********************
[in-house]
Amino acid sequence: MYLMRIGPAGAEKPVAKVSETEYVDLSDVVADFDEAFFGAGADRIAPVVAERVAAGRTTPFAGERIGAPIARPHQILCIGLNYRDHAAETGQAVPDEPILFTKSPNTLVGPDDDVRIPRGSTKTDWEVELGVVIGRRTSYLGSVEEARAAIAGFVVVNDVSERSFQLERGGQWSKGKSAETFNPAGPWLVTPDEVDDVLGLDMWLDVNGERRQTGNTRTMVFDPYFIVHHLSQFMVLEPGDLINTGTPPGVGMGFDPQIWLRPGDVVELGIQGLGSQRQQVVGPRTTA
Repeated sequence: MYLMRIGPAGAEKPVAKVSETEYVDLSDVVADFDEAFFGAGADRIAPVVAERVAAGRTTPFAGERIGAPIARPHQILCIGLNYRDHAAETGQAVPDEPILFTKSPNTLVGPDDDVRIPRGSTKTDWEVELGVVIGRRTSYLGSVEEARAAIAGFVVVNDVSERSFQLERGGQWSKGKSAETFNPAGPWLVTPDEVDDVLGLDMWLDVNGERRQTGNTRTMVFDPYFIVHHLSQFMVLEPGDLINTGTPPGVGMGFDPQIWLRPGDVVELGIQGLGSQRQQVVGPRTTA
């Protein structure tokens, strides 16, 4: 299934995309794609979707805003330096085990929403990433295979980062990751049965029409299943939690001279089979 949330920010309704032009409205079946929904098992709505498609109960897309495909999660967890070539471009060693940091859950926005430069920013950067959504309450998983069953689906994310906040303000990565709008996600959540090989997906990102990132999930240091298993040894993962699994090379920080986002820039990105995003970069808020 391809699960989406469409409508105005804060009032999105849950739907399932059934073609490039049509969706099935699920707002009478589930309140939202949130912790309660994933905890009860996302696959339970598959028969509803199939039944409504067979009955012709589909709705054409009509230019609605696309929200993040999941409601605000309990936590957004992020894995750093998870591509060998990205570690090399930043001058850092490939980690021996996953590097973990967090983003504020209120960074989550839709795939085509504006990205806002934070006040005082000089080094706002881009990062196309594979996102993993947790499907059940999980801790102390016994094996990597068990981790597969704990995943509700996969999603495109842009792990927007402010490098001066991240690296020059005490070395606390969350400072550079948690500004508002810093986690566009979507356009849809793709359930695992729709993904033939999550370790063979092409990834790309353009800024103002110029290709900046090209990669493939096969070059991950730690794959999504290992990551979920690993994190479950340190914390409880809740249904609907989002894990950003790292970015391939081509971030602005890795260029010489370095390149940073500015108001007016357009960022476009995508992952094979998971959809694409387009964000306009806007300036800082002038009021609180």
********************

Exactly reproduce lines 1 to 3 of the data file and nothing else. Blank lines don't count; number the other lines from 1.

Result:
[in-house]
Amino acid sequence: MYLMRIGPAGAEKPVAKVSETEYVDLSDVVADFDEAFFGAGADRIAPVVAERVAAGRTTPFAGERIGAPIARPHQILCIGLNYRDHAAETGQAVPDEPILFTKSPNTLVGPDDDVRIPRGSTKTDWEVELGVVIGRRTSYLGSVEEARAAIAGFVVVNDVSERSFQLERGGQWSKGKSAETFNPAGPWLVTPDEVDDVLGLDMWLDVNGERRQTGNTRTMVFDPYFIVHHLSQFMVLEPGDLINTGTPPGVGMGFDPQIWLRPGDVVELGIQGLGSQRQQVVGPRTTA
Repeated sequence: MYLMRIGPAGAEKPVAKVSETEYVDLSDVVADFDEAFFGAGADRIAPVVAERVAAGRTTPFAGERIGAPIARPHQILCIGLNYRDHAAETGQAVPDEPILFTKSPNTLVGPDDDVRIPRGSTKTDWEVELGVVIGRRTSYLGSVEEARAAIAGFVVVNDVSERSFQLERGGQWSKGKSAETFNPAGPWLVTPDEVDDVLGLDMWLDVNGERRQTGNTRTMVFDPYFIVHHLSQFMVLEPGDLINTGTPPGVGMGFDPQIWLRPGDVVELGIQGLGSQRQQVVGPRTTA